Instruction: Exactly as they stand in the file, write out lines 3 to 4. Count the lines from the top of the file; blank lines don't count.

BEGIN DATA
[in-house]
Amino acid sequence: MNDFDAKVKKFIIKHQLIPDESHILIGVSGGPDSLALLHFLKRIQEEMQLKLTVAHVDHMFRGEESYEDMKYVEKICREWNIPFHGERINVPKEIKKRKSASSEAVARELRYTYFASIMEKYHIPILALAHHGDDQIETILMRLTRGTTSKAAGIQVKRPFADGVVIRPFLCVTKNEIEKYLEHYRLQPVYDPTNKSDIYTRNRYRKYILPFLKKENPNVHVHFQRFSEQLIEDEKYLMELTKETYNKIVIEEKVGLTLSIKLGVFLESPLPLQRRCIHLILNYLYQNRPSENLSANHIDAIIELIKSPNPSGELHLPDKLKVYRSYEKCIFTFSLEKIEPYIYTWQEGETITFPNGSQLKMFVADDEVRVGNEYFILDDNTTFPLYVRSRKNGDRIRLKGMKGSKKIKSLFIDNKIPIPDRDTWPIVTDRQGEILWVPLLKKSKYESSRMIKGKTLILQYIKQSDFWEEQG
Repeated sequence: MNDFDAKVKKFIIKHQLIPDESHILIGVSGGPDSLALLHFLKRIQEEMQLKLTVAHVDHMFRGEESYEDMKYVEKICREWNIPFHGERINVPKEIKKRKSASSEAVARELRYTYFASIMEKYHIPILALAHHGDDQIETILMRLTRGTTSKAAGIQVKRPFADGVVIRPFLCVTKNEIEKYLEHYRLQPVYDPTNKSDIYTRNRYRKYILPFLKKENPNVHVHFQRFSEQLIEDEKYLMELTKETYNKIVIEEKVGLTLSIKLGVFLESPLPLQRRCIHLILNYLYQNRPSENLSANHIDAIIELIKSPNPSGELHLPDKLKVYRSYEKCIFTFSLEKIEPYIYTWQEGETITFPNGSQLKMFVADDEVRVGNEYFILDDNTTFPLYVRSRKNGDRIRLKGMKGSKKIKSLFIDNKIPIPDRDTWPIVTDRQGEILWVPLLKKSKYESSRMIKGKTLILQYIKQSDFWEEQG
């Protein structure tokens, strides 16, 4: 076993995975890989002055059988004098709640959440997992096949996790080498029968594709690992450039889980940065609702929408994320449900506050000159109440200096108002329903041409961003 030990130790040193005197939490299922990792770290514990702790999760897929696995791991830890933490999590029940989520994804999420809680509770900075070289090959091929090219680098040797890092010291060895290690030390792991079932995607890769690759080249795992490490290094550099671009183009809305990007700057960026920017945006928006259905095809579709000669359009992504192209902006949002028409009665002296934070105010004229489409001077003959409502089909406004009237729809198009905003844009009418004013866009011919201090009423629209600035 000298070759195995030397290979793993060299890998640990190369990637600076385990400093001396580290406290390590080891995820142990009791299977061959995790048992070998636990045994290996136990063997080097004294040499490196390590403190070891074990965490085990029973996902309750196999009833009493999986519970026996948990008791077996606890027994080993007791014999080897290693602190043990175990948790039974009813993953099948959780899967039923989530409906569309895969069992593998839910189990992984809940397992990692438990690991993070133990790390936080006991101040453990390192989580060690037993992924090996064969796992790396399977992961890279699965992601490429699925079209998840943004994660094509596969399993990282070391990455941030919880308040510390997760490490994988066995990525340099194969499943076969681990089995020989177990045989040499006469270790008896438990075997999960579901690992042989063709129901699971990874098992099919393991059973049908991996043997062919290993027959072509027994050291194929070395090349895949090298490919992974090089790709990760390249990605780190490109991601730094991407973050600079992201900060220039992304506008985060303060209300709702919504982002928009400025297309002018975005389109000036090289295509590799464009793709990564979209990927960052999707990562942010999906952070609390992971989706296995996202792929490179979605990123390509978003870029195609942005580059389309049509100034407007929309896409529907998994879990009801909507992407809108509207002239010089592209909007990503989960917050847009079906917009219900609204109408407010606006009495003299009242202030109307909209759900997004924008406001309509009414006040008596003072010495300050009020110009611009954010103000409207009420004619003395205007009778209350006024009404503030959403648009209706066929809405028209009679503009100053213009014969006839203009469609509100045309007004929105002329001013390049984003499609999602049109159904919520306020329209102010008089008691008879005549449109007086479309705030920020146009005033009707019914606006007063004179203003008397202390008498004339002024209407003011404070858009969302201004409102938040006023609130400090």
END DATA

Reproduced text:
Repeated sequence: MNDFDAKVKKFIIKHQLIPDESHILIGVSGGPDSLALLHFLKRIQEEMQLKLTVAHVDHMFRGEESYEDMKYVEKICREWNIPFHGERINVPKEIKKRKSASSEAVARELRYTYFASIMEKYHIPILALAHHGDDQIETILMRLTRGTTSKAAGIQVKRPFADGVVIRPFLCVTKNEIEKYLEHYRLQPVYDPTNKSDIYTRNRYRKYILPFLKKENPNVHVHFQRFSEQLIEDEKYLMELTKETYNKIVIEEKVGLTLSIKLGVFLESPLPLQRRCIHLILNYLYQNRPSENLSANHIDAIIELIKSPNPSGELHLPDKLKVYRSYEKCIFTFSLEKIEPYIYTWQEGETITFPNGSQLKMFVADDEVRVGNEYFILDDNTTFPLYVRSRKNGDRIRLKGMKGSKKIKSLFIDNKIPIPDRDTWPIVTDRQGEILWVPLLKKSKYESSRMIKGKTLILQYIKQSDFWEEQG
């Protein structure tokens, strides 16, 4: 076993995975890989002055059988004098709640959440997992096949996790080498029968594709690992450039889980940065609702929408994320449900506050000159109440200096108002329903041409961003 030990130790040193005197939490299922990792770290514990702790999760897929696995791991830890933490999590029940989520994804999420809680509770900075070289090959091929090219680098040797890092010291060895290690030390792991079932995607890769690759080249795992490490290094550099671009183009809305990007700057960026920017945006928006259905095809579709000669359009992504192209902006949002028409009665002296934070105010004229489409001077003959409502089909406004009237729809198009905003844009009418004013866009011919201090009423629209600035 000298070759195995030397290979793993060299890998640990190369990637600076385990400093001396580290406290390590080891995820142990009791299977061959995790048992070998636990045994290996136990063997080097004294040499490196390590403190070891074990965490085990029973996902309750196999009833009493999986519970026996948990008791077996606890027994080993007791014999080897290693602190043990175990948790039974009813993953099948959780899967039923989530409906569309895969069992593998839910189990992984809940397992990692438990690991993070133990790390936080006991101040453990390192989580060690037993992924090996064969796992790396399977992961890279699965992601490429699925079209998840943004994660094509596969399993990282070391990455941030919880308040510390997760490490994988066995990525340099194969499943076969681990089995020989177990045989040499006469270790008896438990075997999960579901690992042989063709129901699971990874098992099919393991059973049908991996043997062919290993027959072509027994050291194929070395090349895949090298490919992974090089790709990760390249990605780190490109991601730094991407973050600079992201900060220039992304506008985060303060209300709702919504982002928009400025297309002018975005389109000036090289295509590799464009793709990564979209990927960052999707990562942010999906952070609390992971989706296995996202792929490179979605990123390509978003870029195609942005580059389309049509100034407007929309896409529907998994879990009801909507992407809108509207002239010089592209909007990503989960917050847009079906917009219900609204109408407010606006009495003299009242202030109307909209759900997004924008406001309509009414006040008596003072010495300050009020110009611009954010103000409207009420004619003395205007009778209350006024009404503030959403648009209706066929809405028209009679503009100053213009014969006839203009469609509100045309007004929105002329001013390049984003499609999602049109159904919520306020329209102010008089008691008879005549449109007086479309705030920020146009005033009707019914606006007063004179203003008397202390008498004339002024209407003011404070858009969302201004409102938040006023609130400090």